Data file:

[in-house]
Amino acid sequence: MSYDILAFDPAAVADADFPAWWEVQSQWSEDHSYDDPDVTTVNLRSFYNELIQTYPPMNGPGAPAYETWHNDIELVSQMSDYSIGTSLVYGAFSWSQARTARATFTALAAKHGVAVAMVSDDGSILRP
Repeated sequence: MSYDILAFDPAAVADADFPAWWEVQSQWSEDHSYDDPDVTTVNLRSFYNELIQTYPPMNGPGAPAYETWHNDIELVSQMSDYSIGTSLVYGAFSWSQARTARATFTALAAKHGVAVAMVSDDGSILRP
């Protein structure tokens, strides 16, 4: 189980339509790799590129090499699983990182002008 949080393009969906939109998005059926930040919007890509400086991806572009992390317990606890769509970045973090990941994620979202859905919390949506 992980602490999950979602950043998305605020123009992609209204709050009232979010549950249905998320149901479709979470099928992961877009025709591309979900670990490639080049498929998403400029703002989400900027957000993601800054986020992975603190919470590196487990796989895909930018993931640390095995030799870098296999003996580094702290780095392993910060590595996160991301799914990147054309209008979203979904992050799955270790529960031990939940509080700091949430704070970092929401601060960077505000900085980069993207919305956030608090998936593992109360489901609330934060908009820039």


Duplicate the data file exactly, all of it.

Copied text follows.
[in-house]
Amino acid sequence: MSYDILAFDPAAVADADFPAWWEVQSQWSEDHSYDDPDVTTVNLRSFYNELIQTYPPMNGPGAPAYETWHNDIELVSQMSDYSIGTSLVYGAFSWSQARTARATFTALAAKHGVAVAMVSDDGSILRP
Repeated sequence: MSYDILAFDPAAVADADFPAWWEVQSQWSEDHSYDDPDVTTVNLRSFYNELIQTYPPMNGPGAPAYETWHNDIELVSQMSDYSIGTSLVYGAFSWSQARTARATFTALAAKHGVAVAMVSDDGSILRP
């Protein structure tokens, strides 16, 4: 189980339509790799590129090499699983990182002008 949080393009969906939109998005059926930040919007890509400086991806572009992390317990606890769509970045973090990941994620979202859905919390949506 992980602490999950979602950043998305605020123009992609209204709050009232979010549950249905998320149901479709979470099928992961877009025709591309979900670990490639080049498929998403400029703002989400900027957000993601800054986020992975603190919470590196487990796989895909930018993931640390095995030799870098296999003996580094702290780095392993910060590595996160991301799914990147054309209008979203979904992050799955270790529960031990939940509080700091949430704070970092929401601060960077505000900085980069993207919305956030608090998936593992109360489901609330934060908009820039």